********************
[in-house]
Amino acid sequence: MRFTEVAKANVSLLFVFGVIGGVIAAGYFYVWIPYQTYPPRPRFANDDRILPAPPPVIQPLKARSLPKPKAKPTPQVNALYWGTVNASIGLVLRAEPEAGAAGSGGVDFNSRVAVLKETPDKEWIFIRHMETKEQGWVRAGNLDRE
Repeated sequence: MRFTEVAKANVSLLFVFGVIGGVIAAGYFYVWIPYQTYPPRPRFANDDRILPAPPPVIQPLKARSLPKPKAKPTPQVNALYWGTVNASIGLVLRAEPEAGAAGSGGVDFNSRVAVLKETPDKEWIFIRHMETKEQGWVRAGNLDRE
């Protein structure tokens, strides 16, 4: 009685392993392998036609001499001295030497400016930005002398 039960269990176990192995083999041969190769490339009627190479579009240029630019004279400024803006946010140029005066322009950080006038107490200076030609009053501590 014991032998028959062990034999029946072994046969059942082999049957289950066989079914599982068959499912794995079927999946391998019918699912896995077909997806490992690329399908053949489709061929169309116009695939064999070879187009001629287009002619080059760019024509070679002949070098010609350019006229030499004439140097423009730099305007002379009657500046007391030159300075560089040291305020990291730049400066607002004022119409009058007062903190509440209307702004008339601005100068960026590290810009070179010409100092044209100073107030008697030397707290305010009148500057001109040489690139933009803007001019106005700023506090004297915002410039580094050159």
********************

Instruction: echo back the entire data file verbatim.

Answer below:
[in-house]
Amino acid sequence: MRFTEVAKANVSLLFVFGVIGGVIAAGYFYVWIPYQTYPPRPRFANDDRILPAPPPVIQPLKARSLPKPKAKPTPQVNALYWGTVNASIGLVLRAEPEAGAAGSGGVDFNSRVAVLKETPDKEWIFIRHMETKEQGWVRAGNLDRE
Repeated sequence: MRFTEVAKANVSLLFVFGVIGGVIAAGYFYVWIPYQTYPPRPRFANDDRILPAPPPVIQPLKARSLPKPKAKPTPQVNALYWGTVNASIGLVLRAEPEAGAAGSGGVDFNSRVAVLKETPDKEWIFIRHMETKEQGWVRAGNLDRE
């Protein structure tokens, strides 16, 4: 009685392993392998036609001499001295030497400016930005002398 039960269990176990192995083999041969190769490339009627190479579009240029630019004279400024803006946010140029005066322009950080006038107490200076030609009053501590 014991032998028959062990034999029946072994046969059942082999049957289950066989079914599982068959499912794995079927999946391998019918699912896995077909997806490992690329399908053949489709061929169309116009695939064999070879187009001629287009002619080059760019024509070679002949070098010609350019006229030499004439140097423009730099305007002379009657500046007391030159300075560089040291305020990291730049400066607002004022119409009058007062903190509440209307702004008339601005100068960026590290810009070179010409100092044209100073107030008697030397707290305010009148500057001109040489690139933009803007001019106005700023506090004297915002410039580094050159």